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Finally did #42 Humphrey's and #43 Boundary with pics :o)

September 10 2011 at 12:34 AM
  (Login stever500)


I got to Arizona to try Humphrey's again after failing 10 years ago in ice and snow. Luckily there was a guy from Middleburg VA getting out of his car just as I was. We were the only ones in the parking lot at 615am. I followed him the whole way to the top. He was 6 years older than I and a good hiker. I was blessed to have him to talk to for 6.5 hours. We hung out at the top for 40 minutes, longer than any high point I've been too. It was his schedule so I just went along with it. I found it to be a hard hike just because I'm not in hiking shape. It was the most perfect weather day on Sept 1, 2011.

No one answered my earlier thread about hiking Humphrey's Peak together but I got lucky and found this guy at the trail head to do it with. It turns out, the trail was packed that day with people. We were passed by at least 25 people in the 6.5 hours we were on the trail.

Then I took 2 days off in Vegas to relax and see movies. Never went to the strip this time, not into that scene. Don't drink, smoke or gamble. I simply obsessed for 2 days about getting lost on Boundary peak happy.gif.

The next day I drove to Boundary and met a gent from this forum there. We met for lunch at Bishop CA and then I followed him to the camping site up that horrible 6 mile dirt road. No rental car should have gone up that road but I did it. I never should have driven the Kia Forte there... I could have really screwed it up worse than I did. I ended up with a flat but didn't realize it till the next day after the hike.

We camped up at Queens Mine with another lady and her 15 year old daughter. At 530pm the next morning I rode in his Jeep Wrangler the 1 mile to the trailhead. Odd that there isn't one sign at the trailhead notating that this is Boundary Peak, nor is there even 1 sign anywhere the whole hike up if memory serves me correctly. I'm SOOOOO glad I went up this with 4 other people. I get lost easily and it wasn't that simple to follow the rocky, scree trail up to the top.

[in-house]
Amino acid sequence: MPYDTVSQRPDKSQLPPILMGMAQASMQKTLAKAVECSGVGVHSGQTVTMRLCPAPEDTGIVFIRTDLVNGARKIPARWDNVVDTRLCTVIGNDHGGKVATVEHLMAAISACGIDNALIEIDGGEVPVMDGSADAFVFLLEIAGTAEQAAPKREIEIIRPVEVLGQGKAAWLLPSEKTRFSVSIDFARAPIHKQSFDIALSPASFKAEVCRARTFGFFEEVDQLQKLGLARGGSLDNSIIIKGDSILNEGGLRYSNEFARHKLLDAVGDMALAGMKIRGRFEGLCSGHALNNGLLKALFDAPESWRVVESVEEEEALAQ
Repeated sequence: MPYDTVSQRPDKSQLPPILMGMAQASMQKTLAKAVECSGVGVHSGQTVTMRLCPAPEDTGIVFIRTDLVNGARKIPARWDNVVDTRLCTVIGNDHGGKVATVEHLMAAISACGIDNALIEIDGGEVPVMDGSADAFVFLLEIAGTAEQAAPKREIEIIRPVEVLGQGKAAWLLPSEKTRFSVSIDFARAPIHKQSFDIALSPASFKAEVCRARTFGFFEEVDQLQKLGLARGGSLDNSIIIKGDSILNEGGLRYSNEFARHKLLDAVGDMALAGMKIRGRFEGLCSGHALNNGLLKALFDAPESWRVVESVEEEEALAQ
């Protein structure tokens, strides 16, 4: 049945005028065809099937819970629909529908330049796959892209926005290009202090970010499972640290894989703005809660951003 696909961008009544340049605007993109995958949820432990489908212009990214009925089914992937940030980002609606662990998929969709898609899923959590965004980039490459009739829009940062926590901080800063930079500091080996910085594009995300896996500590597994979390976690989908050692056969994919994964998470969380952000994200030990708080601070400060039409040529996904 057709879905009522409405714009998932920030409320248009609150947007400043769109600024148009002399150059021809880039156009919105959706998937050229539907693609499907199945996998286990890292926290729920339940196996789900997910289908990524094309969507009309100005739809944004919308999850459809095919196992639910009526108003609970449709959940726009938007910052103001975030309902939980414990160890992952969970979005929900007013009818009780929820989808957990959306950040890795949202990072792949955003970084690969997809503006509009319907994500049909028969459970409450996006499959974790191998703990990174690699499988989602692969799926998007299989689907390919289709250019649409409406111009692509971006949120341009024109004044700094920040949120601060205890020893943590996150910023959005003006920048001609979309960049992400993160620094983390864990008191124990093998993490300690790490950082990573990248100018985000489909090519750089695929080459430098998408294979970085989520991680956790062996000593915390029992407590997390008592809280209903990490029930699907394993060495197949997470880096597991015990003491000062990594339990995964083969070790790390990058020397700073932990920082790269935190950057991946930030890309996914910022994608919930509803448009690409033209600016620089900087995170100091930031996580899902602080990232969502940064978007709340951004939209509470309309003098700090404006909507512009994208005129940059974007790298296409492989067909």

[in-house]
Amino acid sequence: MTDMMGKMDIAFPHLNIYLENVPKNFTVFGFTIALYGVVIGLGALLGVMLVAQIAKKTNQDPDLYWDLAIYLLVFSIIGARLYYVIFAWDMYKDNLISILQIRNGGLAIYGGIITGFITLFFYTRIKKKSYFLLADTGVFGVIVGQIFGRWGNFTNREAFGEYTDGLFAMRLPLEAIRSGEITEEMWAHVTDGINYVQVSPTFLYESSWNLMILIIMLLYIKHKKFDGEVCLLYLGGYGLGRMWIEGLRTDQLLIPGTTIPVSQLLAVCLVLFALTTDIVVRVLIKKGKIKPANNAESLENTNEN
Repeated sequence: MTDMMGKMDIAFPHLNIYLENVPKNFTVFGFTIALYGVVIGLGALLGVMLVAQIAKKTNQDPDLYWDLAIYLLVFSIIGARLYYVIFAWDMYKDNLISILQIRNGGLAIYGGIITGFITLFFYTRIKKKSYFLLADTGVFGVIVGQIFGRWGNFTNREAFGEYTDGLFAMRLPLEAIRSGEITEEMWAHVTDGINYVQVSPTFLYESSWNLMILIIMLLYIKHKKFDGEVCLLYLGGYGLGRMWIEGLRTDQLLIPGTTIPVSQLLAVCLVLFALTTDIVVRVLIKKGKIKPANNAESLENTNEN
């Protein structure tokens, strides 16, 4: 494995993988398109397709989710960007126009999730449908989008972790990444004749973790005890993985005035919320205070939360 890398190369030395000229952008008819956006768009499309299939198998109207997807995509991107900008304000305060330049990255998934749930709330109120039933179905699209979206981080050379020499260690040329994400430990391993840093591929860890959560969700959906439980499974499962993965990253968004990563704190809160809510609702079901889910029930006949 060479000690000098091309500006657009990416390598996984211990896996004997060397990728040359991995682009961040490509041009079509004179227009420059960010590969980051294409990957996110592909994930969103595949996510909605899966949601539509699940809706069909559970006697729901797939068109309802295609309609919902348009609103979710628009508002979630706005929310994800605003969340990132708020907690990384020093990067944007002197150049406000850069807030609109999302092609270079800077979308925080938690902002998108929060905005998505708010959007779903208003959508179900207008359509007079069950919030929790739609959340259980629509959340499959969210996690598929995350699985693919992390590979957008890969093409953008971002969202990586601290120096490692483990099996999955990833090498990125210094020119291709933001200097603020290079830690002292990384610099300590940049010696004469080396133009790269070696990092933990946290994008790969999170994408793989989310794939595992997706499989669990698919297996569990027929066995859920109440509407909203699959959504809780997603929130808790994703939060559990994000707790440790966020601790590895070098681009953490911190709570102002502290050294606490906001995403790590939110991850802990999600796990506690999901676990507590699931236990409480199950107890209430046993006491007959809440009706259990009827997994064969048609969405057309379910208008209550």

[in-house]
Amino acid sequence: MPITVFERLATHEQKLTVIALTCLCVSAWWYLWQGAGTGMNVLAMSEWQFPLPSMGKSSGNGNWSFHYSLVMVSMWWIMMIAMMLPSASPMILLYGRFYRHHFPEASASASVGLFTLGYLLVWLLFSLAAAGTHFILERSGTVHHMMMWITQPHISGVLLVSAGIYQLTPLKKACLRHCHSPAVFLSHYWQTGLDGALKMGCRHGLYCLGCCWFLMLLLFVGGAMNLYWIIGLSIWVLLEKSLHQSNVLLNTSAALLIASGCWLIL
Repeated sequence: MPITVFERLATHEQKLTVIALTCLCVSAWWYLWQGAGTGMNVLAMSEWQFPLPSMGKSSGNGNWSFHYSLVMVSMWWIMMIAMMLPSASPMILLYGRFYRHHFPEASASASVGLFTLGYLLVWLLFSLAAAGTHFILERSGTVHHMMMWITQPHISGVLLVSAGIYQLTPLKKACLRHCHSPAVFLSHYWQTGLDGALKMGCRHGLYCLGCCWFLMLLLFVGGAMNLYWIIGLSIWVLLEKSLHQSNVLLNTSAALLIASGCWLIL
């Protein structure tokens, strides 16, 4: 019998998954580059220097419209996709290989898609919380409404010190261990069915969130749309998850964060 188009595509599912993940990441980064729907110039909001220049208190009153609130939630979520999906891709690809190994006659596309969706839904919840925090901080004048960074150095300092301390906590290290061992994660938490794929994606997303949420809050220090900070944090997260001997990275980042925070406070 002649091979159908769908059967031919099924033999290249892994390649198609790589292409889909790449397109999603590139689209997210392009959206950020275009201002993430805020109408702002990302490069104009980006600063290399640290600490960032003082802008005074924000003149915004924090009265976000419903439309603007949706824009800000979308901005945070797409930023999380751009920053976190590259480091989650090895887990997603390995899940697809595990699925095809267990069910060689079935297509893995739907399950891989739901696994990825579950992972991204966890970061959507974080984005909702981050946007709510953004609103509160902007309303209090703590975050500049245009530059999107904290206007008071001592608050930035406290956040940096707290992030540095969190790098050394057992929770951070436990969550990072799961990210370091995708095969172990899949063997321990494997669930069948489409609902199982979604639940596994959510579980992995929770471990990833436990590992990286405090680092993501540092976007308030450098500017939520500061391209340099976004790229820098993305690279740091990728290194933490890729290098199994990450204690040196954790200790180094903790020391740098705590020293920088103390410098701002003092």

We all made it and boy was I amazed by the sight at the top and on the way up. It's like the moon up there. The pretty flowers growing out of the rocks blew me away on the walk up. It was a hard hike, very hard for me but... we did it. Yeah!!! Was glad to come back down and head home down that 6 mile road from hell. I would never recommend anything but a 4 wheel drive up that road, despite what others have written about it.

The gent put the donut tire on my car after he notated the flat tire and I nervously drove the 5.5 hours back to Vegas at 50 mph as cars whipped by me going 75-80 mph. I felt like the old man that everyone honks at for going so slow but the tire's notes were NOT to drive over 50 and I wanted to get back. The thought of breaking down near that area that goes into Death Valley was scary to me. No cell signal, signs everywhere not to pick up hitchhikers due to the prison being near. I kept expecting the tire to blow but it didn't.

I called the rental company and they said they're good for up to 300 miles yet I had to drive 350 so I was lucky.

It was a great trip but a hard one. I was thinking I can't do any more since I don't know how to do technical climbing and have a terrible fear of heights but after talking to the folks I was hiking with, I think I might try Mt Hood in early June with a mountain guide (for ...ughh, that $475 fee) and then in July or August, King's Peak with a friend that doesn't do high points.

Totally psyched to continue this crazy quest. Could I maybe do Bora Peak one day? Could I get over my fear of heights and get past Chicken Out Ridge? I don't know, but that's at least 2 years off. We made tentative plans to all do Bora in 2 summer when his boy is 14 instead of 12.

This website has made me realize I could try some of the harder ones with a bit of training. Thanks everyone for posting your stories and replies on these other posts.

Here's the pics...hope this works.

Steve R Gaithersburg MD.

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Mark S
(Login MarkStyczynski)

Nice report

September 10 2011, 9:32 PM 

Glad you had such a great time on two fantastic mountains. I can totally relate to you obsessing about the mountains during your trip. I always seem to have about 8 different things I'd like to do during my highpointing trips, but always seem to wind up staring at maps and reading over route descriptions instead. I think it's called OCD.

If you hiked Boundary, I'd say you definitely have a good shot at Borah. I didn't find Chicken Out Ridge to be half as bad as what I'd built it up to be in my mind. I forget who gave me the advice, but it was right on ... don't try to skirt around COR; just go right over the top. The holds are great and the rock it solid. When you go, you will see signs of a lot of tracks off to the side in the loose scrabble, but that's not where you want to be.